Congestion and road pricing (page 18)
The Mayor must create a clear pathway to using dynamic road charging across Greater London to reduce congestion, using the proceeds to invest in walking, cycling and public transport.
As Cllr Claudia Webbe, Executive Member for Transport at Islington Council, has observed, Islington’s location can often leave residents feeling like they live on a motorway. Much of Islington’s traffic does not come from within the borough itself, but rather drives through it to access Central London. It’s clear that road pricing done well could have tremendous benefits for Islington residents.
One particular issue is that Islington is reluctant to reduce through traffic for safe cycle routes by introducing traffic filters because officers and councillors don’t want to displace traffic onto larger roads. They fear the initial surge of displacement, prior to traffic settling back to old levels, would make noise and air pollution worse for the poorest residents in the borough. Of course, this leaves many residents without direct and comfortable cycle routes, guaranteeing limited modal shift.
Boroughs cannot individually implement road pricing on their own; they need strong leadership and a coordinated approach from the Mayor and TfL. Islington should strongly endorse road pricing in their MTS response and make it clear that they welcome help from TfL in implementing such a system.
We would prefer any road pricing scheme to include pollution as a chargeable metric as well as vehicle size/distance traveled/time of day. While investing in such a system, it would be ideal to use it to reduce both pollution AND congestion. We note, however, that any database of routes vehicles have travelled would be highly personal and would need to be treated with the utmost care. The near-constant news articles about data breaches advise extreme caution. As is best practice, records should be kept only as long as absolutely necessary.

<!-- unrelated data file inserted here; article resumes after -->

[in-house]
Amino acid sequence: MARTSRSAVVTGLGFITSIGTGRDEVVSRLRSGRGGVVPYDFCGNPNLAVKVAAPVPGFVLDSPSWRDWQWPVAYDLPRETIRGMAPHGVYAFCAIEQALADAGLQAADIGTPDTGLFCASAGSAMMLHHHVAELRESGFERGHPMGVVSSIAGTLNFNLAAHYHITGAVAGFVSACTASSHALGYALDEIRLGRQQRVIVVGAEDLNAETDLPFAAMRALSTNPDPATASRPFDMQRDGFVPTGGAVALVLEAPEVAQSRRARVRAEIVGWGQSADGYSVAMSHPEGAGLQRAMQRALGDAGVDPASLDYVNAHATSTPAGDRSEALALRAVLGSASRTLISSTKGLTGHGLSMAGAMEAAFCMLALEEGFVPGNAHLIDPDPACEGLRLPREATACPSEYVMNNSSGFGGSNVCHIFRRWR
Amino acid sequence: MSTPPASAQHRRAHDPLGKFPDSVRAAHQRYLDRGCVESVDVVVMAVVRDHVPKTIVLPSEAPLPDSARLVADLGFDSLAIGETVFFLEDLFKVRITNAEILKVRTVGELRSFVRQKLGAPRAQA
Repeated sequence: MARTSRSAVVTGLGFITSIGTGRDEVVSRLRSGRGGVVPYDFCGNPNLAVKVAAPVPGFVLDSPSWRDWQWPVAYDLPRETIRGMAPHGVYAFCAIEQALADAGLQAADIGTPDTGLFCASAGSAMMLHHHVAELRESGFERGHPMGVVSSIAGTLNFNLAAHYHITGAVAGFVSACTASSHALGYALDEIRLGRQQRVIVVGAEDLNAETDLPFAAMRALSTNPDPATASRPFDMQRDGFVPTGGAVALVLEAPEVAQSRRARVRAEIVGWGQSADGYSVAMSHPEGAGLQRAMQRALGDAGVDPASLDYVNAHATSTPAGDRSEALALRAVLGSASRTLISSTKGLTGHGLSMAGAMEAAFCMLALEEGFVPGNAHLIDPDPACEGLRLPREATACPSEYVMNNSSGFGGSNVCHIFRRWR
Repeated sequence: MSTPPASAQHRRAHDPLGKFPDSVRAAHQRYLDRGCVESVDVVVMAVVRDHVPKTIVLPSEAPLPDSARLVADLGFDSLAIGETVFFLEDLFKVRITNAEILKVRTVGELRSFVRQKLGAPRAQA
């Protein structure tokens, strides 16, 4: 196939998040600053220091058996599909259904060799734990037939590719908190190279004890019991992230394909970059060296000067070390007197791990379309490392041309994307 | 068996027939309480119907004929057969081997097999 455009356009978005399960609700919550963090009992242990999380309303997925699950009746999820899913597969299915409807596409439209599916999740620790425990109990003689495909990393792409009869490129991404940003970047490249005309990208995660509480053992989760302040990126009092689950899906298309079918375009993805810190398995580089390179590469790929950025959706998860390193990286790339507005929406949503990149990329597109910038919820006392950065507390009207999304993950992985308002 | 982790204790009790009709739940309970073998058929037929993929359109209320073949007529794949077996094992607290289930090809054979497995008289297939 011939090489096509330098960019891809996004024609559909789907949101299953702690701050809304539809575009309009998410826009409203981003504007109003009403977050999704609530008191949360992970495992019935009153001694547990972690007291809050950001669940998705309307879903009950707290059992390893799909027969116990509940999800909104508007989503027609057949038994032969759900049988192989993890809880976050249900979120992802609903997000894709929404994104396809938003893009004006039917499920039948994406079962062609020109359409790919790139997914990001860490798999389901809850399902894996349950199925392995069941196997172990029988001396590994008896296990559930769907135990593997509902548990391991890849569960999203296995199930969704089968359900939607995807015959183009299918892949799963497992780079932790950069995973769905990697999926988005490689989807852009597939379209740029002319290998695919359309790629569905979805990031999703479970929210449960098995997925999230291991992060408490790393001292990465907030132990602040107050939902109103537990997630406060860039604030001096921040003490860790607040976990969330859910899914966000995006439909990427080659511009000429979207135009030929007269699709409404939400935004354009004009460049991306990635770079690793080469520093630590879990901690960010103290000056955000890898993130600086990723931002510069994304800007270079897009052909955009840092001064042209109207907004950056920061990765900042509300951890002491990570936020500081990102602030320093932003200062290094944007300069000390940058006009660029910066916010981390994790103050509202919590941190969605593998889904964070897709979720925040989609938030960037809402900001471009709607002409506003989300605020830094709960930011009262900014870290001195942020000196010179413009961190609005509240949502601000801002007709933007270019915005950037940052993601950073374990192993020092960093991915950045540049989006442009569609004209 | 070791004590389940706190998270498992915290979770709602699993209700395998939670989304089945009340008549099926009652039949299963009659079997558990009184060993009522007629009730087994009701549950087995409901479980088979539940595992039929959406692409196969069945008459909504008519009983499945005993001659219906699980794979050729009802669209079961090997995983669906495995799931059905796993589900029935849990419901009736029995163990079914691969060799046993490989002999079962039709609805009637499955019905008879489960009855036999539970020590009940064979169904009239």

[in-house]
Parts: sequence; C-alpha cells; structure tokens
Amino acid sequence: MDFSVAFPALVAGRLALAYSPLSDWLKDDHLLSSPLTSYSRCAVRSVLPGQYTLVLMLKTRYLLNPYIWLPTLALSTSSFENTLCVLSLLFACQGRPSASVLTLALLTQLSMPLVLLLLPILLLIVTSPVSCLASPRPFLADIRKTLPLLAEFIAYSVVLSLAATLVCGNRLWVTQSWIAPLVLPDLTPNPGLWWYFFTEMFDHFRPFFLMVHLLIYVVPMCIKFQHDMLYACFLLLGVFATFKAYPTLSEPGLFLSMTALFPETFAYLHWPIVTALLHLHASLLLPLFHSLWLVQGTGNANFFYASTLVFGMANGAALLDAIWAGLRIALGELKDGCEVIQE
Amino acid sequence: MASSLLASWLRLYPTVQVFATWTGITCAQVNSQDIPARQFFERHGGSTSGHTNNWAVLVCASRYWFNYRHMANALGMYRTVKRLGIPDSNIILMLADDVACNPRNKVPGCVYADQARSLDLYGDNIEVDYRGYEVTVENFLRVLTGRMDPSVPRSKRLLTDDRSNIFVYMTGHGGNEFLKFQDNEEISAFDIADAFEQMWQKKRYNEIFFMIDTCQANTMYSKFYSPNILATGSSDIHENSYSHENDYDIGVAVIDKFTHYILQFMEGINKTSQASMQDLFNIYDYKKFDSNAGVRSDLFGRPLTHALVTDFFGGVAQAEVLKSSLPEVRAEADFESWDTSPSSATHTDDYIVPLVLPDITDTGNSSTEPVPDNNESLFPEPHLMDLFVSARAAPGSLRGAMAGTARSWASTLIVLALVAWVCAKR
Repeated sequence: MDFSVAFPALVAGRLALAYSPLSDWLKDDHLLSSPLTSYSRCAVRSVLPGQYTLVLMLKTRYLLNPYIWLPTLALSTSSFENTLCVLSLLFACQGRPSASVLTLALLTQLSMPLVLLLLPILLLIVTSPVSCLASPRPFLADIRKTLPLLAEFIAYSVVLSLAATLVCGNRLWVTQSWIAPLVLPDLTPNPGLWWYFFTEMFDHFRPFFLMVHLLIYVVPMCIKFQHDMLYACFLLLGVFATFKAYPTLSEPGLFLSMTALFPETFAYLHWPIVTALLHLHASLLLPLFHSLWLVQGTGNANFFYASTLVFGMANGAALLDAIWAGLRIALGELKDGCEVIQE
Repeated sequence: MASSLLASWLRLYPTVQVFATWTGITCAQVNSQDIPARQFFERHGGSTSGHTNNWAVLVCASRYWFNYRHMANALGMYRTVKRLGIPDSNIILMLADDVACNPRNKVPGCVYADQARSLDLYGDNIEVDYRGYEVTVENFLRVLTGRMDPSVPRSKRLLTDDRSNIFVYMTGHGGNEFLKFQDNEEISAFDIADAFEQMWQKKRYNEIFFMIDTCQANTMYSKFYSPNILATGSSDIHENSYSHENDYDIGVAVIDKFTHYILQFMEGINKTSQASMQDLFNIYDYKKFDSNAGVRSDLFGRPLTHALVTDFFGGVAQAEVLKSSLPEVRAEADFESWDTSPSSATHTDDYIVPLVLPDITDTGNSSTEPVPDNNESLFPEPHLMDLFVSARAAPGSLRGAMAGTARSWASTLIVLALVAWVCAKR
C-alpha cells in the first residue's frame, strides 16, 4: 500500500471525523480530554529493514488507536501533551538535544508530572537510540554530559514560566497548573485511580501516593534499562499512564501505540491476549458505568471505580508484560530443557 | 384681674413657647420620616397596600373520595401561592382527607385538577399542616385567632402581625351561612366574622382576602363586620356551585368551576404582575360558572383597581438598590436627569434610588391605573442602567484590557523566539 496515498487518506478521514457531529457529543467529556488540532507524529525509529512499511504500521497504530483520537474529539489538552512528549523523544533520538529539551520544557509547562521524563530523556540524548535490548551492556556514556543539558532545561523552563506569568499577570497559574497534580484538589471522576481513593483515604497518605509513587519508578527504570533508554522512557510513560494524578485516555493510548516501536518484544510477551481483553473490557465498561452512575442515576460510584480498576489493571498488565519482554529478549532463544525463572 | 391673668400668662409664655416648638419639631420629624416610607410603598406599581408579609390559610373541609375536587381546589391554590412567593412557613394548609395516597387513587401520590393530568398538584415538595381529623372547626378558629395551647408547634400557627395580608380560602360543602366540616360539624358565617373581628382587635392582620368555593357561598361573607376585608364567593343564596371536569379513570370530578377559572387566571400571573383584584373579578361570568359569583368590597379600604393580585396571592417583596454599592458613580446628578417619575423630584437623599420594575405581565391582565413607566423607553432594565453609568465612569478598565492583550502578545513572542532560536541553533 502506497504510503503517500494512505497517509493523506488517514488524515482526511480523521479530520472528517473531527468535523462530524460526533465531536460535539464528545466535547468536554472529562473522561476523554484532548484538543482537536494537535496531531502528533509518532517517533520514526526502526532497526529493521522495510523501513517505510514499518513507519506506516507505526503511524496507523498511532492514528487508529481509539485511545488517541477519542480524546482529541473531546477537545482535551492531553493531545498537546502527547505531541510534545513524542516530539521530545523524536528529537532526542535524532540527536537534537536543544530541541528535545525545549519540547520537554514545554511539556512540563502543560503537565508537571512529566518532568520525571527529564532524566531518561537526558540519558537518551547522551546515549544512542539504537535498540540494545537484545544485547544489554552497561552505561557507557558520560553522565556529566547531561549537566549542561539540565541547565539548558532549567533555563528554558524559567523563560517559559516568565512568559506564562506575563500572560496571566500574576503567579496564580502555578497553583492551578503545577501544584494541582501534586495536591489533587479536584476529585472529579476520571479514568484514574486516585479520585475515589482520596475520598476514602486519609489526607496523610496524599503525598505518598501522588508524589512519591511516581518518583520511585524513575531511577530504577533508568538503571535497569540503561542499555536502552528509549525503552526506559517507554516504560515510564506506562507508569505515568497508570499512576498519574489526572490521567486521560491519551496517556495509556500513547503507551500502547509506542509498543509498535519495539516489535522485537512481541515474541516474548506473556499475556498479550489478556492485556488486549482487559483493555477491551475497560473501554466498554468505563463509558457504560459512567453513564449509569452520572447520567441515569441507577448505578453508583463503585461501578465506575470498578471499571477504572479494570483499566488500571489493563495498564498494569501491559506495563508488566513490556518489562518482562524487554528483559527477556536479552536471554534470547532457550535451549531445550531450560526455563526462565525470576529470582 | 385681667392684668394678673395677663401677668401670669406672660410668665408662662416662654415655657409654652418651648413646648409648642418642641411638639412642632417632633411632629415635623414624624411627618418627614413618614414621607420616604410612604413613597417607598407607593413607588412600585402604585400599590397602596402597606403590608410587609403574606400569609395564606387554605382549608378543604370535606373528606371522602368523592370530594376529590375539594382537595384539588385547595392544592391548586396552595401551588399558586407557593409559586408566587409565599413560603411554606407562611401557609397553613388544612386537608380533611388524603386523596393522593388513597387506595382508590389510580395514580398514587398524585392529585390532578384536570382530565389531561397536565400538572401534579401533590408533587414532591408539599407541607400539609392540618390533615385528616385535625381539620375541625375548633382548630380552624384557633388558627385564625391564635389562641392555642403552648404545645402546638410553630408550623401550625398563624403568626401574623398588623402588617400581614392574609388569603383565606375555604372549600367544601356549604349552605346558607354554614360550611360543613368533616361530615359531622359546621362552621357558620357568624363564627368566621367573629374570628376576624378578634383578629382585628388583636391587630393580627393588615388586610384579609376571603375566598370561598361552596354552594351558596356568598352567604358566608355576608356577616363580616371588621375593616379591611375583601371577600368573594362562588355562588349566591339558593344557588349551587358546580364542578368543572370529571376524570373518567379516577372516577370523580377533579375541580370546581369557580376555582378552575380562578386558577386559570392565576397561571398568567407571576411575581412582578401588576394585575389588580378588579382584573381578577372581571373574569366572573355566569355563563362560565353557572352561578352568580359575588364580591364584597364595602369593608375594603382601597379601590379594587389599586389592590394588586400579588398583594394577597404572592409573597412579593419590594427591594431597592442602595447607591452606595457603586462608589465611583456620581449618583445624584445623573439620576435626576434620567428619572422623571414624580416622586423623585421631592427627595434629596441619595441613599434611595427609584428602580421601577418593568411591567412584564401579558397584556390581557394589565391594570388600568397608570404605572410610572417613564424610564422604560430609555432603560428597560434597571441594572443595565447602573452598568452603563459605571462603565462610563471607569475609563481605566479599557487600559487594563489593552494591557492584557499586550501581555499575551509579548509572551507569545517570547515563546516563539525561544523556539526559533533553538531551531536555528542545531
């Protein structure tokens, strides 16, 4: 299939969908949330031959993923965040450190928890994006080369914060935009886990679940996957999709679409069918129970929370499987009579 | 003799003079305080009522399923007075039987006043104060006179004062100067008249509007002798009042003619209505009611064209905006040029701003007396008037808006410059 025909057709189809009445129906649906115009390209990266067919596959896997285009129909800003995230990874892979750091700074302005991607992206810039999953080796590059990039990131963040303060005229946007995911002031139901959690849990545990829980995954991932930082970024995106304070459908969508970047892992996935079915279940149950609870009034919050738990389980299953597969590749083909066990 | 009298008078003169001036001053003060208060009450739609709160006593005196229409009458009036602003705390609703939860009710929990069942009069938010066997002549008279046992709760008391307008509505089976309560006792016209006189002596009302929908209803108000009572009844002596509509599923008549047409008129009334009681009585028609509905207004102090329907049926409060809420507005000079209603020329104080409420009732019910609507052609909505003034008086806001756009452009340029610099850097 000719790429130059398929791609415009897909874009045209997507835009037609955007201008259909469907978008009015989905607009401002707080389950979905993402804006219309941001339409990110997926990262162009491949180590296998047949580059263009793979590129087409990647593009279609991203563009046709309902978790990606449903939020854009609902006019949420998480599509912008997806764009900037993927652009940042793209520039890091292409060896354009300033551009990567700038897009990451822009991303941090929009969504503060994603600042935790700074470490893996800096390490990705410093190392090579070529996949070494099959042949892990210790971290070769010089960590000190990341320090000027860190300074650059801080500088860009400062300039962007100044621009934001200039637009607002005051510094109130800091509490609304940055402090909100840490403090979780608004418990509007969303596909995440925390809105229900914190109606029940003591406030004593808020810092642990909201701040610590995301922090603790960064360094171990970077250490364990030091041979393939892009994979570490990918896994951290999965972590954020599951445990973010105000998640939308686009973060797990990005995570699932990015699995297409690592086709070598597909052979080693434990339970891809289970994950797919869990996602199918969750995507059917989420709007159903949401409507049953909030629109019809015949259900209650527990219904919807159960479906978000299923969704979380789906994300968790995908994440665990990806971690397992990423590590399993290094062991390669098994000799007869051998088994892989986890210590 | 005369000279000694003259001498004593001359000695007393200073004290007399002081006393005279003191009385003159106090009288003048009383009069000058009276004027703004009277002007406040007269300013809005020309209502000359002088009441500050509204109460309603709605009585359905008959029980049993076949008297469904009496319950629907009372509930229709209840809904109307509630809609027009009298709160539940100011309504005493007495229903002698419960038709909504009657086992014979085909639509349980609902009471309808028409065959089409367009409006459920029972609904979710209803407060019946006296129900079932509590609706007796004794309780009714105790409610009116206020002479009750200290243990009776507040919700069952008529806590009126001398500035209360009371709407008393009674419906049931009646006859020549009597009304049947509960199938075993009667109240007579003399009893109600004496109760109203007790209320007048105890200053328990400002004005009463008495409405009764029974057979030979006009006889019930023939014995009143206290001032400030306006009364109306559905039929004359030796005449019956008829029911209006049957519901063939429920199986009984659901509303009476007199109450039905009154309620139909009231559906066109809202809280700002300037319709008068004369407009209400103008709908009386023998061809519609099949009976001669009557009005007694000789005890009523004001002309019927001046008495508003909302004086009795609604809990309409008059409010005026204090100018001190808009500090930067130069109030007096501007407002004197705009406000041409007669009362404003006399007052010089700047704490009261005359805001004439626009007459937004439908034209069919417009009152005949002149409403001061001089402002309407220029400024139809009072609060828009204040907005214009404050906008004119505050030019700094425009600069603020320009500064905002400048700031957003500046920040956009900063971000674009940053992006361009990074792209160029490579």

Localised traffic reduction strategies (page 18)
The Mayor should work with businesses to exploit to maximum effect opportunities for logistics consolidation and the use of cargo ebikes for last mile deliveries; and encourage business to research and implement further innovations.
We would also like to highlight the success in Nottingham of the workplace parking levy in reducing the use of private cars by employees. If Islington were able to levy this charge and keep the revenue from it, this would help offset the declining contributions from central government. The Mayor should do whatever is necessary to allow boroughs to levy this fee on large employers who maintain private car parking for their staff.
Silvertown tunnel (page 23)
The MTS should not support new road building, such as the Silvertown tunnel, that will lead to greater levels of motor traffic in the capital.
We oppose the building of new roads in London, especially very expensive ones like the Silvertown tunnel. Greater motor traffic induced by the expanded cross-river capacity won’t fail to spill over into Islington, making a bad situation worse. In a document proposing the relatively radical step of implementing road pricing, it’s astonishing that the inexpensive and straightforward solution of implementing a toll on the Blackwall and Rotherhithe tunnels has been ignored.